Devil's Postpile is a short stroll down the river

The columns are grand, and astonishing. Even if you haven't yet seen them in the postcard racks near the Mammoth ski resort area, they have the look of a supersized 3-D postcard themselves. This is a view from the trail, where there are benches to look at the cliff. From this angle, it is clearly a natural phenomenon, though the vertical portions are startlingly monument-like. It doesn't have the scale of Yosemite, if you have just driven over Tioga Pass, but the cliff is spectacular for what it is.

The famous cliffs of the National Monument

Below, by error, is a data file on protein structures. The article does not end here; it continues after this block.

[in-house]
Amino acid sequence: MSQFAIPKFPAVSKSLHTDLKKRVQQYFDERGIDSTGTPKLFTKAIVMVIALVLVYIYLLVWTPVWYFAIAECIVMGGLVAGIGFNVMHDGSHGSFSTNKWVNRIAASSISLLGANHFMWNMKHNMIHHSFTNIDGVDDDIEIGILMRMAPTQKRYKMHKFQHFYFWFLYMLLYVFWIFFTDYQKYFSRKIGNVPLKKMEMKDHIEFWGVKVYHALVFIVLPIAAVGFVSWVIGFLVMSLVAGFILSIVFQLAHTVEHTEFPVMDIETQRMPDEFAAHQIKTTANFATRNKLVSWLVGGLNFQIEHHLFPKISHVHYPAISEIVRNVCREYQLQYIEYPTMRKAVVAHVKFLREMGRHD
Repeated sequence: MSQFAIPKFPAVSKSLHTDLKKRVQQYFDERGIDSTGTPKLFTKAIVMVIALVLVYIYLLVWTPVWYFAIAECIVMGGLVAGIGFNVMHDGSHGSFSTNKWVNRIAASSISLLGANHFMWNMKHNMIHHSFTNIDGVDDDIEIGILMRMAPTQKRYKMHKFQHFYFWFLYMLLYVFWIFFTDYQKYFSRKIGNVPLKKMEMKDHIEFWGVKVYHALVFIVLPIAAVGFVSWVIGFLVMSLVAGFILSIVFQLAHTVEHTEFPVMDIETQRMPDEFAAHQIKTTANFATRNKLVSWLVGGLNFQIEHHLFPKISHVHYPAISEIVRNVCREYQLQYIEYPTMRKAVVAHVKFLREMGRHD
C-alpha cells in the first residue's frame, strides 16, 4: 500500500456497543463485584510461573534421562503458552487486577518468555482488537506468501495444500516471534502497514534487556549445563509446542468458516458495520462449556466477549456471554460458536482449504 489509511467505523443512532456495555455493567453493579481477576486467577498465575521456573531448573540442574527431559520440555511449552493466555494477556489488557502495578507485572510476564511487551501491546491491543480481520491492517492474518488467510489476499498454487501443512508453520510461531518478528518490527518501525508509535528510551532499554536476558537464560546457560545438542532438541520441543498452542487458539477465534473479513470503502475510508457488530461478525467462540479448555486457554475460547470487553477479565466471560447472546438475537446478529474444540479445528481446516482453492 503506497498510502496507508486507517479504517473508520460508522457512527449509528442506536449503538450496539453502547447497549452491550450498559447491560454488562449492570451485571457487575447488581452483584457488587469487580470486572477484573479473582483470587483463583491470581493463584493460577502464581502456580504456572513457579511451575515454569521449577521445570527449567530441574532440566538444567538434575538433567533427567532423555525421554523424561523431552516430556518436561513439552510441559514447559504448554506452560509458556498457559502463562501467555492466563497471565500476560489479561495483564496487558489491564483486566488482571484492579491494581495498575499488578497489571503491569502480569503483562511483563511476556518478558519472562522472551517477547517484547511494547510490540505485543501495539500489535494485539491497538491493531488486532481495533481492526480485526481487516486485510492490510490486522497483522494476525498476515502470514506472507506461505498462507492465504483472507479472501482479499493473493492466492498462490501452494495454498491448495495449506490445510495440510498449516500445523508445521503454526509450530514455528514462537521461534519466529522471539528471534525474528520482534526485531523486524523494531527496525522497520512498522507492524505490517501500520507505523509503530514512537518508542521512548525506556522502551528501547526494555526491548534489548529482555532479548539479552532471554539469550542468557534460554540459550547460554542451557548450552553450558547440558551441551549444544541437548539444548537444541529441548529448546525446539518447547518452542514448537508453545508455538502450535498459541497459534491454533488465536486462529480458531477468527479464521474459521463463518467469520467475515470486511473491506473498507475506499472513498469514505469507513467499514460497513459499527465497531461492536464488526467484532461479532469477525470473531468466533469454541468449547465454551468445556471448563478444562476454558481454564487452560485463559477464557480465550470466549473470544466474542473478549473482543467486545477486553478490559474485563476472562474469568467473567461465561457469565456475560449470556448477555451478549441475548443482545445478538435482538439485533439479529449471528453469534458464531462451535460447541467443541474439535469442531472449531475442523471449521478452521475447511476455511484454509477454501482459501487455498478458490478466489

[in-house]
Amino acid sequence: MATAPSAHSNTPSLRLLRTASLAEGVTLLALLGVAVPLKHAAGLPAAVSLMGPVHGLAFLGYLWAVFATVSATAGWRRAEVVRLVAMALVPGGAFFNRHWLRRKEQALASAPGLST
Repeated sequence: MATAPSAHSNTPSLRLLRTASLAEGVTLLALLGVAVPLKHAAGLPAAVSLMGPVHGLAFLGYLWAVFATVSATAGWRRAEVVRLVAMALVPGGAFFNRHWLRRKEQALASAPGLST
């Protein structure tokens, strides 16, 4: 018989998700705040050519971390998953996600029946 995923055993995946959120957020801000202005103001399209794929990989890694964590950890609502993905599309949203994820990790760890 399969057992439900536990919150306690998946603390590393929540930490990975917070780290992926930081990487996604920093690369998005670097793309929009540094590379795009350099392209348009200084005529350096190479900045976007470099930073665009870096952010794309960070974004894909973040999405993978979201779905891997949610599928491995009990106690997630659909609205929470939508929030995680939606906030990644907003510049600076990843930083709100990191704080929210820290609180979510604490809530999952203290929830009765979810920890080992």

The columns formed in lava that was not splashed out on the ground, but cooled under the surface, making a gigantic almost crystaline stress pattern. When erosion got to this rock, it fractured the cliff along these hexagonal fractures. Other basalt cliffs sometimes have shorter structures somewhat like this, layered and twisted. This lava must have been incredibly stationary and slow cooling.

The Walk to Devil's Postpile and Rainbow Falls Continues

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